So I feel for the design crew at BMW when they sat down to pencil the rough plans for the second generation of the X4. The original models debuted in 2014, and it was time to spritz things up.
But if you’re designing an SUV, you have to remember that the S stands for Sport. That, by its name, leads us to expect something sporty and fun.
Ah, then you remember that the UV imparts an expectation of utility. Marrying a sporty vehicle with a utilitarian product doesn’t always create a winner.
For the most part, BMW accomplished their goal. Especially since this 2nd generation fixed a couple of areas that required attention.
The X4 is a luxury crossover SUV, one designed to go head-to-head with the Mercedes entry into this segment, the GLC. It comes in two configurations, the xDrive30i and the M40i.
Man, do these German car makers like their alphanumeric names. I’m dying for one of them to unveil an ABC123. At least it would be easier to say and write.
I spent a week behind the wheel of the M40i. It’s the roadrunner of the pair, proud of its 3.0-liter, turbo-powered 6-cylinder that pours out 355 horsepower.
You’ll work your way through an 8-speed transmission, with all-wheel drive.
One of those improvements in this new design is the fact that they’ve extended the wheelbase, and that’s a good thing. I thought the previous generation had a somewhat-scrunched look, like a doodle bug, or roly-poly, or whatever you call those insects.
Overall the X4 is wider and shorter, giving it a compact look. With the sloping roof toward the back you get an aerodynamic appeal, which, of course, you end up paying for with slightly-diminished cargo space.
Look, they call it a “luxury” crossover SUV for a reason. BMW has, as always, made sure to wrap drivers and passengers in a cocoon of style and comfort.
The mixture of real/imitation leather and aluminum trim is nice. Well, technically it’s “aluminum rhombicle” trim. Go back to middle school and recall what a rhombus is. No fair if you look it up.
The seats are a bit on the firm side, but in an entirely comfortable way. I took the X4 on a bit of a road trip from Denver to Colorado Springs and it was comfy all the way there and back.
Controls are laid out well, with everything easily viewable and in reach. Because of the sloping roof (part of that trade-off the engineers had to deal with in matching style and utility) views out the back are somewhat compromised, and I had to be extra careful when checking blind spots.
There’s plenty of room for passengers up front, and the rear seat is pretty good. Watch your head getting in and out if you’re a back-seat passenger.
Storage is about average for the front seat, with generous door cup holders and an okay center bin.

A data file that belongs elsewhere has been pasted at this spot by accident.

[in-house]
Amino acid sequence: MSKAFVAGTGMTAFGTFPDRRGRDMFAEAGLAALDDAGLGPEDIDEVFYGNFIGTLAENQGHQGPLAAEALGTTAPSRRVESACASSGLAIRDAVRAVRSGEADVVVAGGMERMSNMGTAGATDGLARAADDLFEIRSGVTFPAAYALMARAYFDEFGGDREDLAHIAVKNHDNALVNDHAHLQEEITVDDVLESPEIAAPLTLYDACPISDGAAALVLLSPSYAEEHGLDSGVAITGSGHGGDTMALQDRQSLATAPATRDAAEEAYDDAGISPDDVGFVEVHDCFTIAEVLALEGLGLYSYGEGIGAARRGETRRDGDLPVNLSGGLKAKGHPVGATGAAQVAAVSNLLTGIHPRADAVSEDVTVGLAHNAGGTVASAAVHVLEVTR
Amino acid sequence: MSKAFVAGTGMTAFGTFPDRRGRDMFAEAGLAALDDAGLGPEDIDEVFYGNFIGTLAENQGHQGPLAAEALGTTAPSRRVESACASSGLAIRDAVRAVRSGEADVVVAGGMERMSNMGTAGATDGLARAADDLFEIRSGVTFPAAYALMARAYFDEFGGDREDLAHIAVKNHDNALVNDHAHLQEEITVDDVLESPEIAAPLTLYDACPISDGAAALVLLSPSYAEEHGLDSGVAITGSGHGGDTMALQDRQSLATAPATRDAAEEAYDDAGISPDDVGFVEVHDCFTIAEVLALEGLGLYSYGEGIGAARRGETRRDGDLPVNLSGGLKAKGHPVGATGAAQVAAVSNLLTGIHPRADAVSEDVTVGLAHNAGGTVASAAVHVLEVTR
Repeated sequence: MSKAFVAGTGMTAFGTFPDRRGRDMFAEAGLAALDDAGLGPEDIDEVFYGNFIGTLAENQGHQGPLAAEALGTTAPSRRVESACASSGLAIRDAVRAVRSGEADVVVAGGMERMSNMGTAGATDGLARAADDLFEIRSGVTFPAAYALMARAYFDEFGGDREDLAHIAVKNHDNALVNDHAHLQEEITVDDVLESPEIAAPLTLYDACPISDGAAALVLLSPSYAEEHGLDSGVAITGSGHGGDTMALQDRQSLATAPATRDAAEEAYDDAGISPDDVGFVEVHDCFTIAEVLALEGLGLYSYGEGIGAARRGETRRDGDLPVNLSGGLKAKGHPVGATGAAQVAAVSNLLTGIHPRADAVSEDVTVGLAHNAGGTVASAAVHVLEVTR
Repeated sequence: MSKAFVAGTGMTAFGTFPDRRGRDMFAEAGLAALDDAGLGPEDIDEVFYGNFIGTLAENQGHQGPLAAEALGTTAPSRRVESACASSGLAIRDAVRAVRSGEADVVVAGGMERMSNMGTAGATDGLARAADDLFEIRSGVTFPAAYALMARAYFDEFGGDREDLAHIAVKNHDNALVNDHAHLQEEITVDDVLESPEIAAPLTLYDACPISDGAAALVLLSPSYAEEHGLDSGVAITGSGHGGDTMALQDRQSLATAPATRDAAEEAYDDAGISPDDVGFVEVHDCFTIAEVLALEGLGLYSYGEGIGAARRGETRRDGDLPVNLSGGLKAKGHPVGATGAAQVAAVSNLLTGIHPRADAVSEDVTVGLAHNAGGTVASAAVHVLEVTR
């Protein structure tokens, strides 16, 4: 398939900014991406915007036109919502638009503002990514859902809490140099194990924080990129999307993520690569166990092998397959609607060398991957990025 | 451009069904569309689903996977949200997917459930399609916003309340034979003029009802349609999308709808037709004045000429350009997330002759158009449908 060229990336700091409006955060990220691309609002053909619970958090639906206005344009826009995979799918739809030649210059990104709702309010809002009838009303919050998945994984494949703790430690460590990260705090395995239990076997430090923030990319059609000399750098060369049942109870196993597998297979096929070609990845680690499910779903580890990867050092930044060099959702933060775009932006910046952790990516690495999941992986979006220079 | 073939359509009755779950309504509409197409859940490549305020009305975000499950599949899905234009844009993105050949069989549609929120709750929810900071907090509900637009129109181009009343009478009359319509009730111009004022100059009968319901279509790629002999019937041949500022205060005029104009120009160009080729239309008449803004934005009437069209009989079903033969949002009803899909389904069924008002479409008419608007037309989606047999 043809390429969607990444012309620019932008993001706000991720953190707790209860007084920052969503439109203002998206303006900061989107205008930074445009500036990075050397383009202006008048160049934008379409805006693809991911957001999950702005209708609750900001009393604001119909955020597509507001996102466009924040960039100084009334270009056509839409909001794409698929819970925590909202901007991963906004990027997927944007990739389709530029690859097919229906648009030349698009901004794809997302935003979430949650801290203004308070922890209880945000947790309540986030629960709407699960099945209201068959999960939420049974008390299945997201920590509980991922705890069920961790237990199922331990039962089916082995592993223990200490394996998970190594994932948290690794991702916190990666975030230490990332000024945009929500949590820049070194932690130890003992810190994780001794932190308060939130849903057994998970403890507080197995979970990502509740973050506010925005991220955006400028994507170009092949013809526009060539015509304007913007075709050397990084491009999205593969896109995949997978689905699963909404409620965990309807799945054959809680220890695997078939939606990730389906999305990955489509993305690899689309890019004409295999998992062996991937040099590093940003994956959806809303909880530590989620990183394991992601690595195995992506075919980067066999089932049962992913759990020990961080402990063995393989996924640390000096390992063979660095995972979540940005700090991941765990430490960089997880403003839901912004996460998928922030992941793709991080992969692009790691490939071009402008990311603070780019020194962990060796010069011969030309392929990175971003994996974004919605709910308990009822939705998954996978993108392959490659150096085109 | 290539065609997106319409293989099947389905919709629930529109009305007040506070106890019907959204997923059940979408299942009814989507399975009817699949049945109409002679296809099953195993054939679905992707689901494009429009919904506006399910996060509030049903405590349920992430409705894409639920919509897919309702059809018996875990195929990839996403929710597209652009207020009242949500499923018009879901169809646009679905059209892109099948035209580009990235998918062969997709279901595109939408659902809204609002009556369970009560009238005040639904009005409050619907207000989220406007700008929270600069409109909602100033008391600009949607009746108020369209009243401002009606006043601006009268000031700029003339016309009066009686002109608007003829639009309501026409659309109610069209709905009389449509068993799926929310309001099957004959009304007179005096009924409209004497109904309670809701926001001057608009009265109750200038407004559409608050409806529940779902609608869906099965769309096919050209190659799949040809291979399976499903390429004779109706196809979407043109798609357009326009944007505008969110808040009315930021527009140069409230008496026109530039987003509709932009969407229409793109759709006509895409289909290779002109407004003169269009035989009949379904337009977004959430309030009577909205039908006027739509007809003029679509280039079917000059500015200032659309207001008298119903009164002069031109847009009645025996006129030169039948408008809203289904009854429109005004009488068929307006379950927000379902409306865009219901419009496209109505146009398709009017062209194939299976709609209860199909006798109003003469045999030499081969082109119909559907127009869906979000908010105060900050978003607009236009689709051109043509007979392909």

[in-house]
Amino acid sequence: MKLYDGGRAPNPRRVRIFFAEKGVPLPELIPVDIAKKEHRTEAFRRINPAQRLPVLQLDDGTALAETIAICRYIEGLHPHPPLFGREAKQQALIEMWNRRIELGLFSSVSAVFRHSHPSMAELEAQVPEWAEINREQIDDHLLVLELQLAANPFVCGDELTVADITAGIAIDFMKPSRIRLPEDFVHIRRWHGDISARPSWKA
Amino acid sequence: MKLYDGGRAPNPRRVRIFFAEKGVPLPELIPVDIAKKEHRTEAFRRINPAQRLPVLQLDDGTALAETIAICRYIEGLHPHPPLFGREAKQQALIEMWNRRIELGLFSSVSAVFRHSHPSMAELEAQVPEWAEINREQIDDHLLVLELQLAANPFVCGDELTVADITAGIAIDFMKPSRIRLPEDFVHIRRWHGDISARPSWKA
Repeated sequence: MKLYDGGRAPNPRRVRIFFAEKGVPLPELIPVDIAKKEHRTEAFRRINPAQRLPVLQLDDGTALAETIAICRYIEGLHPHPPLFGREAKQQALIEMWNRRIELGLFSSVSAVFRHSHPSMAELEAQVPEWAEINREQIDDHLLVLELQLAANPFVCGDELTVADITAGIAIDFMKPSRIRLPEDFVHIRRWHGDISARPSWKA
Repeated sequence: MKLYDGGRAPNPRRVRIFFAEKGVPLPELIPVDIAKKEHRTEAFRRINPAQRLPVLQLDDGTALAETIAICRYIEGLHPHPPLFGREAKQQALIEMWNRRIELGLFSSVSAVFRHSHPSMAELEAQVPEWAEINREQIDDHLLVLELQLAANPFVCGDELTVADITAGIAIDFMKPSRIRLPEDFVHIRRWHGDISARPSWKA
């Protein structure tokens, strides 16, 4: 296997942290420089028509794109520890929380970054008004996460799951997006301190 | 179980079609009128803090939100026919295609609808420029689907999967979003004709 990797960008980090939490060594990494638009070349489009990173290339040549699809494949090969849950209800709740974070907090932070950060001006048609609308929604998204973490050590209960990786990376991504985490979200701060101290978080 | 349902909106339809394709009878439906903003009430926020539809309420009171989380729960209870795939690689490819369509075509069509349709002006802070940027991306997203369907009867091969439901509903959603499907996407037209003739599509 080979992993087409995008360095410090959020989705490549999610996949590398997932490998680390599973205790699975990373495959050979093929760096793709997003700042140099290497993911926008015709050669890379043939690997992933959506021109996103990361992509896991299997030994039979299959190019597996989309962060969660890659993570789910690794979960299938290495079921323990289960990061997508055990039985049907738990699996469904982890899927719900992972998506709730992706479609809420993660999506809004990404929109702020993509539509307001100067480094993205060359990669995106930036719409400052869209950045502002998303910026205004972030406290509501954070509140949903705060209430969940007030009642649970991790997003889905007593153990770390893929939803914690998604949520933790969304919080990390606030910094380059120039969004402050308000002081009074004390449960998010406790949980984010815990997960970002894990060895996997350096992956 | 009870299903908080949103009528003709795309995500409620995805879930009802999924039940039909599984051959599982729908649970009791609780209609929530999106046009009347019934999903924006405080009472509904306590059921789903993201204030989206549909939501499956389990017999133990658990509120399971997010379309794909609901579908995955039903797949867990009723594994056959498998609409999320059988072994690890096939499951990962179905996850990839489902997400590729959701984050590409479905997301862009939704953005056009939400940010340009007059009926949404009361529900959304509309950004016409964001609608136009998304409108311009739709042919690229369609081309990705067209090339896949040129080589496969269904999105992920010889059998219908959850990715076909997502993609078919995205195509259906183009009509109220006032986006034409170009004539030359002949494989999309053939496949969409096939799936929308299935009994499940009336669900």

Rear storage is, once again, a victim of design, but with the seats folded you’ll get a fair amount of space, even compared to the competitors in this segment.
Here’s where we start to shine. I can’t speak to the 30i and its 2-liter 4-cylinder engine, but my M40i definitely puts that M performance through its paces.
I loved the acceleration. BMW will tell you the M will blast off in a 0 to 60 test in just a smidge over four-and-a-half seconds. That’s speedy for any vehicle; when you’re driving a crossover SUV, that’s just plain fast
But it wasn’t just the jackrabbit jump. The overall power and feel of the X4 is first-rate. I never once worried about merging or passing, but all the while it was with a smooth, dynamic ride.
Kudos to the engineers for a steering feel that’s one of the best. Braking is good, and overall handling is excellent. This was a fun ride at all times, whether I was in the city or on the highway.
In terms of quiet, I’d call it above average.
Gas mileage aren’t eye-popping, but I’ll admit they’re better than I’d expected. Combined you get around 23 mpg.
Often I’ll criticize luxury car makers for making things just too damned complicated. BMW has been in my crosshairs more than once for this very reason.
I wasn’t nearly as frustrated this time around. The touchscreen looks and acts good. The only issue I experienced was with the Apple CarPlay function, and that’s kinda goofy all around with the X4.
For one thing, just plugging in your USB cord doesn’t get it done. CarPlay is accessed wirelessly, so it’s like Bluetooth-meets-Apple. Most of the time it worked flawlessly.
Most of the time.
There were times it inexplicably dropped out, which can get a tad frustrating. But overall it was smooth.
One other note: While other manufacturers simply offer CarPlay, BMW offers it for one year, and then you’re on an annual subscription. I don’t get that. And Android Auto is still not available. Don’t get that, either.
The X4 comes with a decent amount of driver aids, including forward collision warning and pedestrian warnings. Others are extra, or part of packages.
The Bottom Line
The X4 isn’t perfect — and no vehicle is — but they’ve made great strides with this new generation, beginning with a better, more-stylish look, and delivered a winner.
The battle with Mercedes will undoubtedly remain close and heated, but BMW (especially with this badass M version) will comfortably hold its own and then some.
2019 BMW X4 M40i
3.0-liter 6-cylinder turbo-charged engine
8-speed automatic transmission
Fuel economy: 20/27/23 combined
As tested: $74,520
Reviewed by Dom Testa
Vehicle provided by manufacturer